Friday, November 2, 2012

Threading Through Oakville

Every Canadian province carries its own distinct history. If you have yet to be lucky enough to step foot into every province, or thread through every Canadian town or city, be sure to anticipate a sense of wonder every time you visit a new corner in this vast country.

Case in point: Oakville, Ontario. The province of Ontario has the highest population in the entire nation, hovering just below thirteen million people (The highest population density, however, goes to Prince Edward Island, with a density of 24.7 people per kilometer square. Now that is a tight squeeze!) Still, anyone who lives in any other province will most definitely notice the population difference in Ontario compared to their home-province.

Oakville has a population of 180,000 people. Seems like a small number compared to Toronto's 2.5 million. Nonetheless less, Oakville is still very much a bustling and robust town. With arts and jazz festivals, museums, libraries, and annual corporate events in Oakville, the town has grown to be its own, albeit smaller, metropolitan. Frankly, Oakville (and the rest of the principle areas of the GTA) can function quite independently from the city of Toronto. That is not to say that they should, but only that they could, further illustrating Oakville's self-sufficiency.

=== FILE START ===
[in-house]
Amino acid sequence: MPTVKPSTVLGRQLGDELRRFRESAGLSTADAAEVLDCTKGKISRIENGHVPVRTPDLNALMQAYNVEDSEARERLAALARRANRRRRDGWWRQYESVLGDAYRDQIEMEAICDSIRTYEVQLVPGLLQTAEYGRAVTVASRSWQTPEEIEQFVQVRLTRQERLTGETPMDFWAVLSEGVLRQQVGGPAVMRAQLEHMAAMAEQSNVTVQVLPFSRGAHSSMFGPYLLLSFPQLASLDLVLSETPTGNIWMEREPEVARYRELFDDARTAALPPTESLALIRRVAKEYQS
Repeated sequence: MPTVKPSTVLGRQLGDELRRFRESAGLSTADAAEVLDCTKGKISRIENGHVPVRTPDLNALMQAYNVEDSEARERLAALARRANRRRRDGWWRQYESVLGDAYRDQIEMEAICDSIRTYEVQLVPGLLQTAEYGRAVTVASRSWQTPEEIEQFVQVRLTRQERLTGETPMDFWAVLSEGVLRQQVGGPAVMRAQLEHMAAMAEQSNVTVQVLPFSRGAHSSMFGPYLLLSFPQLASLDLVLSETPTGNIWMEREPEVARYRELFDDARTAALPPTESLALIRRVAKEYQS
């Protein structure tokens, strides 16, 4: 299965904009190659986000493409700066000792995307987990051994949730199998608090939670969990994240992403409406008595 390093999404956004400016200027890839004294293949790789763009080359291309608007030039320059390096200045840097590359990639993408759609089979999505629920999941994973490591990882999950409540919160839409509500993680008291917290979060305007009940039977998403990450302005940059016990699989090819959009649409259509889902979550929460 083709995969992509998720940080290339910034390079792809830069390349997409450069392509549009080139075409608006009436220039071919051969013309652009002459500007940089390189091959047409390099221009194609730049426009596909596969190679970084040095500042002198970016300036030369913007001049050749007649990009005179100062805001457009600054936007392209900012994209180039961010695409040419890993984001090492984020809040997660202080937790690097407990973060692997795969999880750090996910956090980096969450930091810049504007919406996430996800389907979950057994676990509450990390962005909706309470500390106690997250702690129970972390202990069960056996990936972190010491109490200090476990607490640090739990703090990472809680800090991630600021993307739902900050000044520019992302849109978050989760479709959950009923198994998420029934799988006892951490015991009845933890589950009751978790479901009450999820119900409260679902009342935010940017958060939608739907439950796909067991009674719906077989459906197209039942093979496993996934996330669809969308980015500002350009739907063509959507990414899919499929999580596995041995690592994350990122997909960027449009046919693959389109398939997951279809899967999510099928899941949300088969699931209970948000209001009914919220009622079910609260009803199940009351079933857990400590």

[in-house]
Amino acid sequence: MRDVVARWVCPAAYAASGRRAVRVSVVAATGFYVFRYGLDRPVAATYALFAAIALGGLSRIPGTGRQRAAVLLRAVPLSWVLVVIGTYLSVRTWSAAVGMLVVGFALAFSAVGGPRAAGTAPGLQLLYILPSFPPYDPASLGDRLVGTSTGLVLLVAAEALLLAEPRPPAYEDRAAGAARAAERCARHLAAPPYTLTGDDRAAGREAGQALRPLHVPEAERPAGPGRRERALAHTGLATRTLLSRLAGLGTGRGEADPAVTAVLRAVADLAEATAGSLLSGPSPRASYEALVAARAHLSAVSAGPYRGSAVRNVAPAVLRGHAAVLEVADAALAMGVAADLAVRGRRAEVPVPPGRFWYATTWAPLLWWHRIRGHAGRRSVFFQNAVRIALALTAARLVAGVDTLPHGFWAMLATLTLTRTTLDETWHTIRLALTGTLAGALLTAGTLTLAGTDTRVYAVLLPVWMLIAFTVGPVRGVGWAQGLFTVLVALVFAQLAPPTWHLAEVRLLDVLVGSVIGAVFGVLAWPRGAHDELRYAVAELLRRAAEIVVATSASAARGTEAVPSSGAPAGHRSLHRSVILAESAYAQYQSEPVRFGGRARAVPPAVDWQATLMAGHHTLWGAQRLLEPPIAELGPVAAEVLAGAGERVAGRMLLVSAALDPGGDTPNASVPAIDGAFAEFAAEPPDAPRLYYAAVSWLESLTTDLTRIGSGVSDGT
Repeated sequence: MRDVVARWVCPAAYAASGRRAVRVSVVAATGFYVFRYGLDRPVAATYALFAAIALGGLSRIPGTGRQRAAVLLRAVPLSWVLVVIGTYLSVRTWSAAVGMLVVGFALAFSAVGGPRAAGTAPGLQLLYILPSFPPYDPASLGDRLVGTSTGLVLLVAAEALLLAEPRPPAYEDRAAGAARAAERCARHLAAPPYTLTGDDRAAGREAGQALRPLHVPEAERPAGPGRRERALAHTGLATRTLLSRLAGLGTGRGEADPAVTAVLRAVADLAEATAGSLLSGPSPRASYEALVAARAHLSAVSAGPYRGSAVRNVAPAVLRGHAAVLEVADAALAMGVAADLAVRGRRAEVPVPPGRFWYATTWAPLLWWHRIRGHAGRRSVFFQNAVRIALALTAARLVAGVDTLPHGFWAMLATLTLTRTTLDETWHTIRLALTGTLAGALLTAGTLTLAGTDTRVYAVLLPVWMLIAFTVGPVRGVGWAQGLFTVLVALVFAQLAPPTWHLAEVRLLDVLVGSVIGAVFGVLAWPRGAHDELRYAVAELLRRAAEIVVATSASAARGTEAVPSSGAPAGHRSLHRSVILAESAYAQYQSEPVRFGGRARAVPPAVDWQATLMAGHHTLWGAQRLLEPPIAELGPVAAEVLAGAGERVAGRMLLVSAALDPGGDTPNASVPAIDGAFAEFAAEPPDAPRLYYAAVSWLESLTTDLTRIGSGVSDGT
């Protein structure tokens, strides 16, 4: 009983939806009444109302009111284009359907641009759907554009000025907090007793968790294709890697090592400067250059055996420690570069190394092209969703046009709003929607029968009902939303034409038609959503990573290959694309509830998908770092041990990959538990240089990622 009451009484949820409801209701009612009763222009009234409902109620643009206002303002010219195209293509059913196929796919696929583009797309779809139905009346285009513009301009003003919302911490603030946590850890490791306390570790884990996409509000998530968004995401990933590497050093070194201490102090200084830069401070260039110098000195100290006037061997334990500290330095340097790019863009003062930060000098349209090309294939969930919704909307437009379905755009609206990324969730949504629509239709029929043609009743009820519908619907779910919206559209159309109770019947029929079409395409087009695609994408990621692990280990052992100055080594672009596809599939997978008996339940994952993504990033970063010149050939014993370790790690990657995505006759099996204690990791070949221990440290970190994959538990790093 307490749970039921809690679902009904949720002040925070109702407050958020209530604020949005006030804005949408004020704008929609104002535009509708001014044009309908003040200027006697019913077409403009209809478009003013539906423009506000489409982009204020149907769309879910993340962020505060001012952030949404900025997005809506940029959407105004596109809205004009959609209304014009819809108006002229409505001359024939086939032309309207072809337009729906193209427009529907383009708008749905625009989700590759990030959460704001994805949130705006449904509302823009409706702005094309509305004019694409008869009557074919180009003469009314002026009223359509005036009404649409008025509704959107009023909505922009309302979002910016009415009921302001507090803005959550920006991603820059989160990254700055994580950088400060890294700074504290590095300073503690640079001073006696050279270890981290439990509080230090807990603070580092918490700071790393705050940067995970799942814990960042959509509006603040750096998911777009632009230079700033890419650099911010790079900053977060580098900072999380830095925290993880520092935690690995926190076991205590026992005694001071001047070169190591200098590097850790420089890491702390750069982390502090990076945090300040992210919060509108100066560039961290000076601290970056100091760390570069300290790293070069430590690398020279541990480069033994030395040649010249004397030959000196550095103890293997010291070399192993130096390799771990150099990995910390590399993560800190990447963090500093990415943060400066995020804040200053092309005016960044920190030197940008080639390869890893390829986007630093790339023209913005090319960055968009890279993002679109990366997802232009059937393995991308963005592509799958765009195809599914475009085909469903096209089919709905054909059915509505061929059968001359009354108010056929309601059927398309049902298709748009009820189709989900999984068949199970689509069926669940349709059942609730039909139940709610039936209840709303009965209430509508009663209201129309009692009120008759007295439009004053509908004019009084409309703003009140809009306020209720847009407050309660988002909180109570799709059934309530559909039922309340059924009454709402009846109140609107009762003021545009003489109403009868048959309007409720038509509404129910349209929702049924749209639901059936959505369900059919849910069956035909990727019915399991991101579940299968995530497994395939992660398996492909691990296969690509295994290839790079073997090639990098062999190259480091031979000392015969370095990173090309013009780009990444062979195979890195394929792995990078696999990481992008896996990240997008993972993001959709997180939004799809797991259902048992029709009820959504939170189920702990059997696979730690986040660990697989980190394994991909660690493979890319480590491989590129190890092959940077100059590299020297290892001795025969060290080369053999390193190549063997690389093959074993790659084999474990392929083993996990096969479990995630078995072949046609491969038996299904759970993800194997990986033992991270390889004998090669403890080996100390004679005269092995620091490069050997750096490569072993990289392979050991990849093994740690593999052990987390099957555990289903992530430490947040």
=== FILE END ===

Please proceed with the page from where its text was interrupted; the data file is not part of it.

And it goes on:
Although each of the five areas within the GTA function somewhat independently from each other they are still close enough to each other that the citizens can cross over and enjoy the different events, facilities and services that each have to offer. In fact, each area runs on their own transit system. Oakville, in particular, runs on Oakville Transit, which offers above-ground (no subway) transportation services. The multiple transit systems across the GTA can seem confusing at first, but when looked at from a practical perspective, they do offer a level convenience that residents would have otherwise. Those who opt to drive their car through the GTA will also find it relatively easy, seeing as how major highways interconnect the GTA regions. For example, a resident of Milton wouldn't see an issue in working in Toronto or being a guest at wedding in Oakville. The areas are so close to each other, and are connected by transit systems, that it is very easy to get from one end of the GTA to the other.

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